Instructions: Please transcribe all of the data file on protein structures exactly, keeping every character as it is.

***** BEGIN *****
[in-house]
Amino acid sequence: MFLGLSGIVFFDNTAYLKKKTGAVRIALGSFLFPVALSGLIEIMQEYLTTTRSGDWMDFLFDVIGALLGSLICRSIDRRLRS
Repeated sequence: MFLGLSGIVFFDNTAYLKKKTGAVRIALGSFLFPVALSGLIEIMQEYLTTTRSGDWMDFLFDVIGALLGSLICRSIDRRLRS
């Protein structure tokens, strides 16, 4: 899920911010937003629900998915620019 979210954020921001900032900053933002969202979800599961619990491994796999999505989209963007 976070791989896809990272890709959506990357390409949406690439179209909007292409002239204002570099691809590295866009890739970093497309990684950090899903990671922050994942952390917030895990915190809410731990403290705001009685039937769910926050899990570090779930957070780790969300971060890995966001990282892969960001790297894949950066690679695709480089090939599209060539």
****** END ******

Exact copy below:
[in-house]
Amino acid sequence: MFLGLSGIVFFDNTAYLKKKTGAVRIALGSFLFPVALSGLIEIMQEYLTTTRSGDWMDFLFDVIGALLGSLICRSIDRRLRS
Repeated sequence: MFLGLSGIVFFDNTAYLKKKTGAVRIALGSFLFPVALSGLIEIMQEYLTTTRSGDWMDFLFDVIGALLGSLICRSIDRRLRS
């Protein structure tokens, strides 16, 4: 899920911010937003629900998915620019 979210954020921001900032900053933002969202979800599961619990491994796999999505989209963007 976070791989896809990272890709959506990357390409949406690439179209909007292409002239204002570099691809590295866009890739970093497309990684950090899903990671922050994942952390917030895990915190809410731990403290705001009685039937769910926050899990570090779930957070780790969300971060890995966001990282892969960001790297894949950066690679695709480089090939599209060539």